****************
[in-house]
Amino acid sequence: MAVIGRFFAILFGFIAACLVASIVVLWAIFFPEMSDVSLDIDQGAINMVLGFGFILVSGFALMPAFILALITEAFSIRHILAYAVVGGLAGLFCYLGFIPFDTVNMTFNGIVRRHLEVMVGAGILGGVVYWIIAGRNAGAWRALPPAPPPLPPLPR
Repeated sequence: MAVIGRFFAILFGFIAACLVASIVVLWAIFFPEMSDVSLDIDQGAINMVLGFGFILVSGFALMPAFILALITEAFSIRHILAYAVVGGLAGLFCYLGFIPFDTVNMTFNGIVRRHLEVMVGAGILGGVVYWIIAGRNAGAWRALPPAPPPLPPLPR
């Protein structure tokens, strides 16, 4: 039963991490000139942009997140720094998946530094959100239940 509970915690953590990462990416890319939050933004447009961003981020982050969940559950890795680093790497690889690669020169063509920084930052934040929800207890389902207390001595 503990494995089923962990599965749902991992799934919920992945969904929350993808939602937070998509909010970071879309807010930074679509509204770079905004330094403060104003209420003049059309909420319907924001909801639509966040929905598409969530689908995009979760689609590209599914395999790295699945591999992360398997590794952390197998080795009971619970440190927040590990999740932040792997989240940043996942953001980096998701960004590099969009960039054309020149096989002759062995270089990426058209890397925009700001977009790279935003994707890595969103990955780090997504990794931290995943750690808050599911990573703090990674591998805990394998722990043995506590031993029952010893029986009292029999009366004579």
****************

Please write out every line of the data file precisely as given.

[in-house]
Amino acid sequence: MAVIGRFFAILFGFIAACLVASIVVLWAIFFPEMSDVSLDIDQGAINMVLGFGFILVSGFALMPAFILALITEAFSIRHILAYAVVGGLAGLFCYLGFIPFDTVNMTFNGIVRRHLEVMVGAGILGGVVYWIIAGRNAGAWRALPPAPPPLPPLPR
Repeated sequence: MAVIGRFFAILFGFIAACLVASIVVLWAIFFPEMSDVSLDIDQGAINMVLGFGFILVSGFALMPAFILALITEAFSIRHILAYAVVGGLAGLFCYLGFIPFDTVNMTFNGIVRRHLEVMVGAGILGGVVYWIIAGRNAGAWRALPPAPPPLPPLPR
């Protein structure tokens, strides 16, 4: 039963991490000139942009997140720094998946530094959100239940 509970915690953590990462990416890319939050933004447009961003981020982050969940559950890795680093790497690889690669020169063509920084930052934040929800207890389902207390001595 503990494995089923962990599965749902991992799934919920992945969904929350993808939602937070998509909010970071879309807010930074679509509204770079905004330094403060104003209420003049059309909420319907924001909801639509966040929905598409969530689908995009979760689609590209599914395999790295699945591999992360398997590794952390197998080795009971619970440190927040590990999740932040792997989240940043996942953001980096998701960004590099969009960039054309020149096989002759062995270089990426058209890397925009700001977009790279935003994707890595969103990955780090997504990794931290995943750690808050599911990573703090990674591998805990394998722990043995506590031993029952010893029986009292029999009366004579």